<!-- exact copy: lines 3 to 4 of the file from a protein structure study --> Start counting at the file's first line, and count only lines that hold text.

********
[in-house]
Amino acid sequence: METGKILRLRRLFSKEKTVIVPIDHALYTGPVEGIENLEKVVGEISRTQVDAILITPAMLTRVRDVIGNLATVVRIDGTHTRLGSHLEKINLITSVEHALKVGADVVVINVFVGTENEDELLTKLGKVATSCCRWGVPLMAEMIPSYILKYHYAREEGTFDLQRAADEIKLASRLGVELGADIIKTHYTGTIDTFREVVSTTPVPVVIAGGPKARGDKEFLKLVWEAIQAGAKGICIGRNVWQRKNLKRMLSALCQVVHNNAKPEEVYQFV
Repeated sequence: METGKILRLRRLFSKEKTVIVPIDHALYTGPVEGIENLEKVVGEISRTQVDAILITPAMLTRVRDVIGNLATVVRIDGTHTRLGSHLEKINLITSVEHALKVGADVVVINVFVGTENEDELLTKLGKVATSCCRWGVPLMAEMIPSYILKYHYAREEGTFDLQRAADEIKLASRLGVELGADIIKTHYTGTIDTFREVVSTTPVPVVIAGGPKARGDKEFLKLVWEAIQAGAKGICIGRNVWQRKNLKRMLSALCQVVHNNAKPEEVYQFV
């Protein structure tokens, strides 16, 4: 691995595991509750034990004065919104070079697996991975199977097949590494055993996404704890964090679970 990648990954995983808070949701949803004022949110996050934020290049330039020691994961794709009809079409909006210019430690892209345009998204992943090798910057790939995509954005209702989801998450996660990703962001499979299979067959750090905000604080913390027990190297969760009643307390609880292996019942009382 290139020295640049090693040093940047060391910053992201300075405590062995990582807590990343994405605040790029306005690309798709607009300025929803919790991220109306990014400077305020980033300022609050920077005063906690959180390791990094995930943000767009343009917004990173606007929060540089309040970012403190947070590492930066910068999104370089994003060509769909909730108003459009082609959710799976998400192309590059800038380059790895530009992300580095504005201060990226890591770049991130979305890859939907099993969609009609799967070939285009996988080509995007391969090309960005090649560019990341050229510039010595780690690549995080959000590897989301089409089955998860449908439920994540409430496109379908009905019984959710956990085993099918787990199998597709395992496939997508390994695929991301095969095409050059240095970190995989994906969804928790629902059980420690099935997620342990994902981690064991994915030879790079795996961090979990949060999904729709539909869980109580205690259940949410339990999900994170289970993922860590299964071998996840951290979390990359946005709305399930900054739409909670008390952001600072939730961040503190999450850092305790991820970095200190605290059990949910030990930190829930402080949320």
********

Repeated sequence: METGKILRLRRLFSKEKTVIVPIDHALYTGPVEGIENLEKVVGEISRTQVDAILITPAMLTRVRDVIGNLATVVRIDGTHTRLGSHLEKINLITSVEHALKVGADVVVINVFVGTENEDELLTKLGKVATSCCRWGVPLMAEMIPSYILKYHYAREEGTFDLQRAADEIKLASRLGVELGADIIKTHYTGTIDTFREVVSTTPVPVVIAGGPKARGDKEFLKLVWEAIQAGAKGICIGRNVWQRKNLKRMLSALCQVVHNNAKPEEVYQFV
């Protein structure tokens, strides 16, 4: 691995595991509750034990004065919104070079697996991975199977097949590494055993996404704890964090679970 990648990954995983808070949701949803004022949110996050934020290049330039020691994961794709009809079409909006210019430690892209345009998204992943090798910057790939995509954005209702989801998450996660990703962001499979299979067959750090905000604080913390027990190297969760009643307390609880292996019942009382 290139020295640049090693040093940047060391910053992201300075405590062995990582807590990343994405605040790029306005690309798709607009300025929803919790991220109306990014400077305020980033300022609050920077005063906690959180390791990094995930943000767009343009917004990173606007929060540089309040970012403190947070590492930066910068999104370089994003060509769909909730108003459009082609959710799976998400192309590059800038380059790895530009992300580095504005201060990226890591770049991130979305890859939907099993969609009609799967070939285009996988080509995007391969090309960005090649560019990341050229510039010595780690690549995080959000590897989301089409089955998860449908439920994540409430496109379908009905019984959710956990085993099918787990199998597709395992496939997508390994695929991301095969095409050059240095970190995989994906969804928790629902059980420690099935997620342990994902981690064991994915030879790079795996961090979990949060999904729709539909869980109580205690259940949410339990999900994170289970993922860590299964071998996840951290979390990359946005709305399930900054739409909670008390952001600072939730961040503190999450850092305790991820970095200190605290059990949910030990930190829930402080949320």